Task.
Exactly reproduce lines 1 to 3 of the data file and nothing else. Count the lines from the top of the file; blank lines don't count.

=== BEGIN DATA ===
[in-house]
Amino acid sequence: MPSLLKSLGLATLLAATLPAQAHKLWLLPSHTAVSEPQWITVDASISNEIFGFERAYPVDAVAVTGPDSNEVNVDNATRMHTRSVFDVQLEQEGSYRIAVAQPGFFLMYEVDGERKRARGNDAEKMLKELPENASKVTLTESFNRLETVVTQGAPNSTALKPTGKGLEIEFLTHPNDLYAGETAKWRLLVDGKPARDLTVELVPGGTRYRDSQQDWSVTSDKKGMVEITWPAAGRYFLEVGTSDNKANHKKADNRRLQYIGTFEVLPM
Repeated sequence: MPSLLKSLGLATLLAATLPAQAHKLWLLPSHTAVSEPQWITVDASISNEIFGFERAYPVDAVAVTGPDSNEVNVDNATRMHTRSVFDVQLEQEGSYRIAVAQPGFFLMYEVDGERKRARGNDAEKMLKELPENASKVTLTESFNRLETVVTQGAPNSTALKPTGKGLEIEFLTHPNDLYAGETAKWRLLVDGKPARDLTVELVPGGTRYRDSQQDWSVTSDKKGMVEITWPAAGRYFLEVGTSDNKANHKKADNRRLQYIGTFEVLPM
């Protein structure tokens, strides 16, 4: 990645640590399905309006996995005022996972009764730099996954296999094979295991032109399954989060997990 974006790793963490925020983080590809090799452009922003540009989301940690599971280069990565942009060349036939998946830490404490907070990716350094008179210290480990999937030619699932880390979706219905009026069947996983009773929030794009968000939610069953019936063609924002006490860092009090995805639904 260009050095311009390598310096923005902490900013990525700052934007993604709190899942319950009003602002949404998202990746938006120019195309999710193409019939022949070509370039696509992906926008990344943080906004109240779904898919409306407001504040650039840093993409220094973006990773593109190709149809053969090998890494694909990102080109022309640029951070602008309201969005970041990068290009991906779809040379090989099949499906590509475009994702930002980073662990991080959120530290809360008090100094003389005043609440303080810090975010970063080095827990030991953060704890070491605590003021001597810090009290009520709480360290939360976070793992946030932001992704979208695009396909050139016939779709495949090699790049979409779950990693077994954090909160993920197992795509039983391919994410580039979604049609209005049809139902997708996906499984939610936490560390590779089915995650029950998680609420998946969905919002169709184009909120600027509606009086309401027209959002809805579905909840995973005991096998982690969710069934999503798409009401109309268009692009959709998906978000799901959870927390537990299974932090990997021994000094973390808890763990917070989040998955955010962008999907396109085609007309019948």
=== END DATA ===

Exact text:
[in-house]
Amino acid sequence: MPSLLKSLGLATLLAATLPAQAHKLWLLPSHTAVSEPQWITVDASISNEIFGFERAYPVDAVAVTGPDSNEVNVDNATRMHTRSVFDVQLEQEGSYRIAVAQPGFFLMYEVDGERKRARGNDAEKMLKELPENASKVTLTESFNRLETVVTQGAPNSTALKPTGKGLEIEFLTHPNDLYAGETAKWRLLVDGKPARDLTVELVPGGTRYRDSQQDWSVTSDKKGMVEITWPAAGRYFLEVGTSDNKANHKKADNRRLQYIGTFEVLPM
Repeated sequence: MPSLLKSLGLATLLAATLPAQAHKLWLLPSHTAVSEPQWITVDASISNEIFGFERAYPVDAVAVTGPDSNEVNVDNATRMHTRSVFDVQLEQEGSYRIAVAQPGFFLMYEVDGERKRARGNDAEKMLKELPENASKVTLTESFNRLETVVTQGAPNSTALKPTGKGLEIEFLTHPNDLYAGETAKWRLLVDGKPARDLTVELVPGGTRYRDSQQDWSVTSDKKGMVEITWPAAGRYFLEVGTSDNKANHKKADNRRLQYIGTFEVLPM